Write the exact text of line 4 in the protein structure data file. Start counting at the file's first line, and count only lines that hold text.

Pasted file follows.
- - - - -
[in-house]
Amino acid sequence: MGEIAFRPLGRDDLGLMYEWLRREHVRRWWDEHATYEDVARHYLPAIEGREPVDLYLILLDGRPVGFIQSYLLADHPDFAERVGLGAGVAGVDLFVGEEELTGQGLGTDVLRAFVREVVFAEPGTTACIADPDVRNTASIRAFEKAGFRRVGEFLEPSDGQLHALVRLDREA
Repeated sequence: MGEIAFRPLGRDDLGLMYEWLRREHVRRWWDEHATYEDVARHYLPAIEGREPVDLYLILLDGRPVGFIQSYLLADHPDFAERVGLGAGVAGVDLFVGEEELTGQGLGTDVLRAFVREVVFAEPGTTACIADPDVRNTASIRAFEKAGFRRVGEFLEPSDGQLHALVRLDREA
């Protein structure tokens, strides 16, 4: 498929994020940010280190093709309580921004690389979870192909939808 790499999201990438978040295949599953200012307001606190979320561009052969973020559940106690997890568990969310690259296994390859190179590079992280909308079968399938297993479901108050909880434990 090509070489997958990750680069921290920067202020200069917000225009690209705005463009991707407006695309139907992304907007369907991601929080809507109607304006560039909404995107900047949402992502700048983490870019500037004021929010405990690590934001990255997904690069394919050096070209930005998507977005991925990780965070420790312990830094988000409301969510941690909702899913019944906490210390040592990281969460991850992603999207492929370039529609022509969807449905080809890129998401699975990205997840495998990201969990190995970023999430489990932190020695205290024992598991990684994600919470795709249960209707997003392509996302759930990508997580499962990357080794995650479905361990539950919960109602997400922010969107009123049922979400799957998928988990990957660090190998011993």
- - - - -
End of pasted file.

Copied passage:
């Protein structure tokens, strides 16, 4: 498929994020940010280190093709309580921004690389979870192909939808 790499999201990438978040295949599953200012307001606190979320561009052969973020559940106690997890568990969310690259296994390859190179590079992280909308079968399938297993479901108050909880434990 090509070489997958990750680069921290920067202020200069917000225009690209705005463009991707407006695309139907992304907007369907991601929080809507109607304006560039909404995107900047949402992502700048983490870019500037004021929010405990690590934001990255997904690069394919050096070209930005998507977005991925990780965070420790312990830094988000409301969510941690909702899913019944906490210390040592990281969460991850992603999207492929370039529609022509969807449905080809890129998401699975990205997840495998990201969990190995970023999430489990932190020695205290024992598991990684994600919470795709249960209707997003392509996302759930990508997580499962990357080794995650479905361990539950919960109602997400922010969107009123049922979400799957998928988990990957660090190998011993």